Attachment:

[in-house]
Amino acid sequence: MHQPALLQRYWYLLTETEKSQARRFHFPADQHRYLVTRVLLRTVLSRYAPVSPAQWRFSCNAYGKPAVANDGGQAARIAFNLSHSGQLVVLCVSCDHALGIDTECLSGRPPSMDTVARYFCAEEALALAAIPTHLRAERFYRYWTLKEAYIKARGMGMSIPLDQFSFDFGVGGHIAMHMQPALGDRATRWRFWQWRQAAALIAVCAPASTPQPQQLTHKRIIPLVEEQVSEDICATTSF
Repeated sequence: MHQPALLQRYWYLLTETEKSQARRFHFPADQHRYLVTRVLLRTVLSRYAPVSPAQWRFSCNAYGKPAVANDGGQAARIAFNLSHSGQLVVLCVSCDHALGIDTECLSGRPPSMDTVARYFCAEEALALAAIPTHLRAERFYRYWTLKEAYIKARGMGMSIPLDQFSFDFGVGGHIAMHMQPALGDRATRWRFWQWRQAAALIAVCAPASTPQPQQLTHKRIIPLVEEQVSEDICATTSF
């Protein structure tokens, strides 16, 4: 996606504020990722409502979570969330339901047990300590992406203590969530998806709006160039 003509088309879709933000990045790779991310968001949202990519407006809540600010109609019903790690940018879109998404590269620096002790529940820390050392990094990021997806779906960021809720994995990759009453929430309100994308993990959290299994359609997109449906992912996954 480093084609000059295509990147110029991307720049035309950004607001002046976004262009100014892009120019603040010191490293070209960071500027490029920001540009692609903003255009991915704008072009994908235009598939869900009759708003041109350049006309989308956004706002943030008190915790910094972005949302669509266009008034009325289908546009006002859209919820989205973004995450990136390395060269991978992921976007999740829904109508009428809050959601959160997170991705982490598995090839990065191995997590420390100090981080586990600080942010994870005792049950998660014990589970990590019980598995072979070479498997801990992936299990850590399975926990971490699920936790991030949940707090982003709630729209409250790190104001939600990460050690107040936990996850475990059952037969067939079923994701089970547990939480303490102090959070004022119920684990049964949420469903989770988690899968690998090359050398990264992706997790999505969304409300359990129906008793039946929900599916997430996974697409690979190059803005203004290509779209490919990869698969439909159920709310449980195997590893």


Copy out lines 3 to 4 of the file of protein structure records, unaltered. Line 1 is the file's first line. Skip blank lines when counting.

Repeated sequence: MHQPALLQRYWYLLTETEKSQARRFHFPADQHRYLVTRVLLRTVLSRYAPVSPAQWRFSCNAYGKPAVANDGGQAARIAFNLSHSGQLVVLCVSCDHALGIDTECLSGRPPSMDTVARYFCAEEALALAAIPTHLRAERFYRYWTLKEAYIKARGMGMSIPLDQFSFDFGVGGHIAMHMQPALGDRATRWRFWQWRQAAALIAVCAPASTPQPQQLTHKRIIPLVEEQVSEDICATTSF
């Protein structure tokens, strides 16, 4: 996606504020990722409502979570969330339901047990300590992406203590969530998806709006160039 003509088309879709933000990045790779991310968001949202990519407006809540600010109609019903790690940018879109998404590269620096002790529940820390050392990094990021997806779906960021809720994995990759009453929430309100994308993990959290299994359609997109449906992912996954 480093084609000059295509990147110029991307720049035309950004607001002046976004262009100014892009120019603040010191490293070209960071500027490029920001540009692609903003255009991915704008072009994908235009598939869900009759708003041109350049006309989308956004706002943030008190915790910094972005949302669509266009008034009325289908546009006002859209919820989205973004995450990136390395060269991978992921976007999740829904109508009428809050959601959160997170991705982490598995090839990065191995997590420390100090981080586990600080942010994870005792049950998660014990589970990590019980598995072979070479498997801990992936299990850590399975926990971490699920936790991030949940707090982003709630729209409250790190104001939600990460050690107040936990996850475990059952037969067939079923994701089970547990939480303490102090959070004022119920684990049964949420469903989770988690899968690998090359050398990264992706997790999505969304409300359990129906008793039946929900599916997430996974697409690979190059803005203004290509779209490919990869698969439909159920709310449980195997590893």